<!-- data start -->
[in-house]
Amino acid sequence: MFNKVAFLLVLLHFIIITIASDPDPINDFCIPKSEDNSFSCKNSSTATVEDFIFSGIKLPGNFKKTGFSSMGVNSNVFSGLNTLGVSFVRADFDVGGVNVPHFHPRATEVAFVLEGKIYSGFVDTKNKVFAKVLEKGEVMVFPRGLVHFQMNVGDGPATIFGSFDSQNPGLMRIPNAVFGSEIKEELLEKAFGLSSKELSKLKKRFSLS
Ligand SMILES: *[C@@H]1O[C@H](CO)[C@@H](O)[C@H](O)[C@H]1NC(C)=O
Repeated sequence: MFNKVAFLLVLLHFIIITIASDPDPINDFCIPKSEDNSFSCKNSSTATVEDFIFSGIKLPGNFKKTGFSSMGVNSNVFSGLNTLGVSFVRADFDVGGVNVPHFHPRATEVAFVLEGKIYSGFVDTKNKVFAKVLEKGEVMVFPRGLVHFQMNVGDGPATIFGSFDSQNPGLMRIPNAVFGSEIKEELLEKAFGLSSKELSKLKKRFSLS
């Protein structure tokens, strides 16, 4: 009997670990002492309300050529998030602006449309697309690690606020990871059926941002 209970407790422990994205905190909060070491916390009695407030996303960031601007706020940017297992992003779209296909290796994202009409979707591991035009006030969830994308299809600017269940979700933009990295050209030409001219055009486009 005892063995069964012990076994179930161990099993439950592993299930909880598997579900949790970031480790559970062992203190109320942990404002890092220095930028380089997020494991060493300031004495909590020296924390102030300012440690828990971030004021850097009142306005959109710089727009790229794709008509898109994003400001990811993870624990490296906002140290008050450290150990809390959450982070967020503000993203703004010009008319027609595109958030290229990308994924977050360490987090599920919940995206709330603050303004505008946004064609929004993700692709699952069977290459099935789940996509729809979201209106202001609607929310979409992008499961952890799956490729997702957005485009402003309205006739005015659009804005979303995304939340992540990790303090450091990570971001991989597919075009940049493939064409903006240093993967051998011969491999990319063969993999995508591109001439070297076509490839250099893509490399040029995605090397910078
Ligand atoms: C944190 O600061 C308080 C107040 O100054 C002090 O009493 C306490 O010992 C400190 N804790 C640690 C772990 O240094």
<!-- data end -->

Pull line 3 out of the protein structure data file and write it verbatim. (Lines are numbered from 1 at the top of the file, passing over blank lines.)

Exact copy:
Ligand SMILES: *[C@@H]1O[C@H](CO)[C@@H](O)[C@H](O)[C@H]1NC(C)=O